In matters non-religious the liberal believes that old solutions to old problems can be bettered by new solutions that are more efficient and productive. The train supplanted the horse. The car supplanted the train. The airplane supplanted the car. That long distance speed has been improved there can be no doubt. Whether in the long run the pollution produced by technology’s advances will prove to be counterproductive and ultimately destructive is a question that is not likely to be answered until it is determined that newer types of clean fuel will replace the older ones that may threaten our environment.

Change for progress  always brings problems of adaptation. When farm technology was improved to the extent that machines could replace many farm workers, the only place the farm workers could go was into the city, where other automated machines were being invented to replace human laborers, again leaving many workers unemployed. When nuclear weapons were invented, they were the most advanced form of destruction. Though tens of thousands of these bombs have been built, only two have been used in Japan, and that was nearly eighty years ago. So the much-ballyhooed progress in weaponry is doubtful at best, and all the more problematic if international nuclear wars break out.

Again, when liberal crusaders advance a cause in the name of freedom and progress, the result is not always for the best. For example, when some liberal activists seek to limit the role of religion in society (usually because they have no religion of their own) they drive a wedge between religious institutions and public institutions. The result often is that public civility takes a nosedive, and the social cohesion provided by the influence of religion on public morals also goes into decline. The case could well be made that if you compare the public morals of today with those of sixty years ago, you would see a decided decline in civility and a notable rise in the crime rate in virtually all categories.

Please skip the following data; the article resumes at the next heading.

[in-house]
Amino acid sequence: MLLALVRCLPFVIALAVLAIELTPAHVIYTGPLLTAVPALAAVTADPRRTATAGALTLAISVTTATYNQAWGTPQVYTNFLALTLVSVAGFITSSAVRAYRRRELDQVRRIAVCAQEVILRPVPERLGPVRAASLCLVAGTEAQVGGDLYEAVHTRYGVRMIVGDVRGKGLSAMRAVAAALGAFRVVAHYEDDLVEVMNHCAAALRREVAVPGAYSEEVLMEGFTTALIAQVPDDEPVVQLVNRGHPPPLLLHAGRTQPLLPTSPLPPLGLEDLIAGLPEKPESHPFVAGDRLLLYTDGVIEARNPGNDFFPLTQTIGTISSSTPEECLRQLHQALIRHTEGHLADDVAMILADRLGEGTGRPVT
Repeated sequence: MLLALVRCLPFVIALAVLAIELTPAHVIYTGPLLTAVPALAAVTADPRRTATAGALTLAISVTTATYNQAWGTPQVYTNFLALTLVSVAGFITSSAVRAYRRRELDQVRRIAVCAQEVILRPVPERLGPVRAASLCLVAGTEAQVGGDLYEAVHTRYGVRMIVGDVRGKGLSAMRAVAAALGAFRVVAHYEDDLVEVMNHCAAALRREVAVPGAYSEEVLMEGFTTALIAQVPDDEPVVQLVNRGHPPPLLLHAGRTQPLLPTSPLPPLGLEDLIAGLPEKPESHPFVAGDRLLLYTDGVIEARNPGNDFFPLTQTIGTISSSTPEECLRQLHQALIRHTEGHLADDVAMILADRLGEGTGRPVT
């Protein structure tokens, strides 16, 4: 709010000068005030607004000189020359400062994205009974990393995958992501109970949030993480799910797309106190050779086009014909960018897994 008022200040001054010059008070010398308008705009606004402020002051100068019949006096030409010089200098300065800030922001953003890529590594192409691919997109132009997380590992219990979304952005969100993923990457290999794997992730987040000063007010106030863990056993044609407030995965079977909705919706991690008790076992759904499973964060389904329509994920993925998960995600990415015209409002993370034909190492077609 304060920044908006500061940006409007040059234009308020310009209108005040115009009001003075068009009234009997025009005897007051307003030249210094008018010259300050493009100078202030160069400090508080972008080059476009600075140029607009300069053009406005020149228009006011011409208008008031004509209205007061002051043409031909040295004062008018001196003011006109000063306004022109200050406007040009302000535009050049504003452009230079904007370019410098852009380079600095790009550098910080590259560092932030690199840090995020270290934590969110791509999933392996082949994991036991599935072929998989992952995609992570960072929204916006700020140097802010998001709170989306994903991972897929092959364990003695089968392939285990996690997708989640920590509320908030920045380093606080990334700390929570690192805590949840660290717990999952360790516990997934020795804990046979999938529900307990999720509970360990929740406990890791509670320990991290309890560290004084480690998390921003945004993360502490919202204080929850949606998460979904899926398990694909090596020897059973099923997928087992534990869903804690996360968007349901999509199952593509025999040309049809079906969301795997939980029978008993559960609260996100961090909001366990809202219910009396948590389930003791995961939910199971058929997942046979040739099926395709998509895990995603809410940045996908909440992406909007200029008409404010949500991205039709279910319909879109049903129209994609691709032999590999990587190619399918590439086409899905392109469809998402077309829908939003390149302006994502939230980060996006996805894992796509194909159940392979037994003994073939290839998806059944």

Between the liberal and the conservative there can be a deadly opposition of egos that is not easily resolved. The conservative is inclined to believe that Truth and Charity are commanded by God. The liberal is more inclined to believe that Truth and Charity ought to be commanded by the government. In this contest of wills, the conservative believes the highest freedom is to spend one’s money on God’s work in the world. The liberal is more inclined to spend other people’s money. “Tax and spend” is the most common phrase heard to describe the liberal economic philosophy. The liberal loves socialism because it seems to offer a reasonable solution to social problems. The conservative views socialism as legislated stealing. He certainly does not regard it as liberating or progressive, and he knows the socialist world everywhere leans eventually toward totalitarian control of the way money flows from the taxpayers to thieves in government and their cohorts in the private sector.

Again, Archbishop Fulton Sheen on godless liberalism in Peace of Soul: “The traditional restraints and moral sanctions of society come to be regarded more and more as worthless, outworn taboos or as cruel checks placed upon individual egotism, which now goes under the name of freedom.” That is to say, liberalism without God is not only godless; it is downright demonic. The only freedom to be found in godless liberalism is the freedom to discover hell and embrace its devils with open arms.


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Carl Sundell is Emeritus Professor of English and Humanities at Quinsigamond Community College in Worcester, Massachusetts. The author of several books including The Intellectual and the Gunman, Four Presidents, and Shaw versus Chesterton, he has published various articles in New Oxford Review and Catholic Insight. He currently resides in Lubbock, Texas where he is developing a book of short essays for students of Catholic apologetics